|Keywords:||magnetosphere; Space physics|
|Full text PDF:||http://hdl.handle.net/1911/71990|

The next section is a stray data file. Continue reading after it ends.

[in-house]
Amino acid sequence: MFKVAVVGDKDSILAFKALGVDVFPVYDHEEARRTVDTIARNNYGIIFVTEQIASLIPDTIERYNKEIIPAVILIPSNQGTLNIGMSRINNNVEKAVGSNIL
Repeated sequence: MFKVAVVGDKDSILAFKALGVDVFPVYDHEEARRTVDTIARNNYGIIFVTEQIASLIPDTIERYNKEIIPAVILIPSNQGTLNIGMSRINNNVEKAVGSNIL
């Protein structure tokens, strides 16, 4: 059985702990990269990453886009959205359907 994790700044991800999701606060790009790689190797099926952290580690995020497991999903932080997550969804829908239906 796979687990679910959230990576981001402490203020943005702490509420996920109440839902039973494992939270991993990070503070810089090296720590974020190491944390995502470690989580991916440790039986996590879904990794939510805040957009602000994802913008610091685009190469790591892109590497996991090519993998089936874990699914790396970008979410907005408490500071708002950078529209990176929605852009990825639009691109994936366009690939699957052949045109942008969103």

Saturn's magnetosphere is unique in the solar system. The rotation-driven convection consists of alternating channels of cool plasma from an interior source moving outward and hot plasma from outside moving inward, making Saturn’s inner magnetosphere a dynamical region. This thesis describes work on developing numerical models to simulate the plasma convection pattern in Saturn's inner magnetosphere. Chapter 2 introduces the numerical Rice Convection Model (RCM), a multi-fluid model that was originally developed for Earth’s magnetosphere. We adapt it for Saturn’s conditions in this thesis. In Chapter 3, we show results of initial RCM simulation runs, in which only cool plasma from the interior source is considered. We also include the Coriolis force and the pickup effect. Because the cool plasma is much denser than the hot plasma and always dominant in determining the convection pattern, it is important and necessary to investigate it first. Chapter 4 compares several cool plasma source models and determines the one that produces the best simulation results when compared to Cassini spacecraft observations. In Chapter 5, we add the finite temperature and associated plasma pressure of the cool plasma. The effect of ionospheric Pedersen conductance is also investigated. Finally in Chapter 6, we add hot plasma at the outer boundary, and simulate the V-shape signatures of the injection-dispersion events, which are considered the most definitive evidence of rotation-driven convection in Saturn's inner magnetosphere. Our simulations conform to the observed fact that wider, slower outflow channels of cooler, denser plasma alternate with narrower, faster inflow channels of hotter, more tenuous plasma. Comparisons between simulated and observed results show great consistency.